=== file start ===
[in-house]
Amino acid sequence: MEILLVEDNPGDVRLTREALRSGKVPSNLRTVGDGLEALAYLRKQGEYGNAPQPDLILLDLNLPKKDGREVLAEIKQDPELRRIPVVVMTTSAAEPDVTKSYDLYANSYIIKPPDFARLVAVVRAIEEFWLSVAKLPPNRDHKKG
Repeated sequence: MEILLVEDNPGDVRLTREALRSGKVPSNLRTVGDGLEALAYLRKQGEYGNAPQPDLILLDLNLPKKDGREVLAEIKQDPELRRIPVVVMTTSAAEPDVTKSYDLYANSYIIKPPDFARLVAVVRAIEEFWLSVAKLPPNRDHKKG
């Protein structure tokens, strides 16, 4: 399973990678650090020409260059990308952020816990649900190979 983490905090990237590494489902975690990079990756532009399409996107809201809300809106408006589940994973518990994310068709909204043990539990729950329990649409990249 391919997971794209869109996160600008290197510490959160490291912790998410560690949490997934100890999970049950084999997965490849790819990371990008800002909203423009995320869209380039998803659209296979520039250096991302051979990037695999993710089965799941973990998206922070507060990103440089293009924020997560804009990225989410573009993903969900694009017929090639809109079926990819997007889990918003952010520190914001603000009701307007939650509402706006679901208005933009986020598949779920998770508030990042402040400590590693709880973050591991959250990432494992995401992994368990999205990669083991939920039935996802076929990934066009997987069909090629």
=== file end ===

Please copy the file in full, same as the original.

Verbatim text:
[in-house]
Amino acid sequence: MEILLVEDNPGDVRLTREALRSGKVPSNLRTVGDGLEALAYLRKQGEYGNAPQPDLILLDLNLPKKDGREVLAEIKQDPELRRIPVVVMTTSAAEPDVTKSYDLYANSYIIKPPDFARLVAVVRAIEEFWLSVAKLPPNRDHKKG
Repeated sequence: MEILLVEDNPGDVRLTREALRSGKVPSNLRTVGDGLEALAYLRKQGEYGNAPQPDLILLDLNLPKKDGREVLAEIKQDPELRRIPVVVMTTSAAEPDVTKSYDLYANSYIIKPPDFARLVAVVRAIEEFWLSVAKLPPNRDHKKG
């Protein structure tokens, strides 16, 4: 399973990678650090020409260059990308952020816990649900190979 983490905090990237590494489902975690990079990756532009399409996107809201809300809106408006589940994973518990994310068709909204043990539990729950329990649409990249 391919997971794209869109996160600008290197510490959160490291912790998410560690949490997934100890999970049950084999997965490849790819990371990008800002909203423009995320869209380039998803659209296979520039250096991302051979990037695999993710089965799941973990998206922070507060990103440089293009924020997560804009990225989410573009993903969900694009017929090639809109079926990819997007889990918003952010520190914001603000009701307007939650509402706006679901208005933009986020598949779920998770508030990042402040400590590693709880973050591991959250990432494992995401992994368990999205990669083991939920039935996802076929990934066009997987069909090629």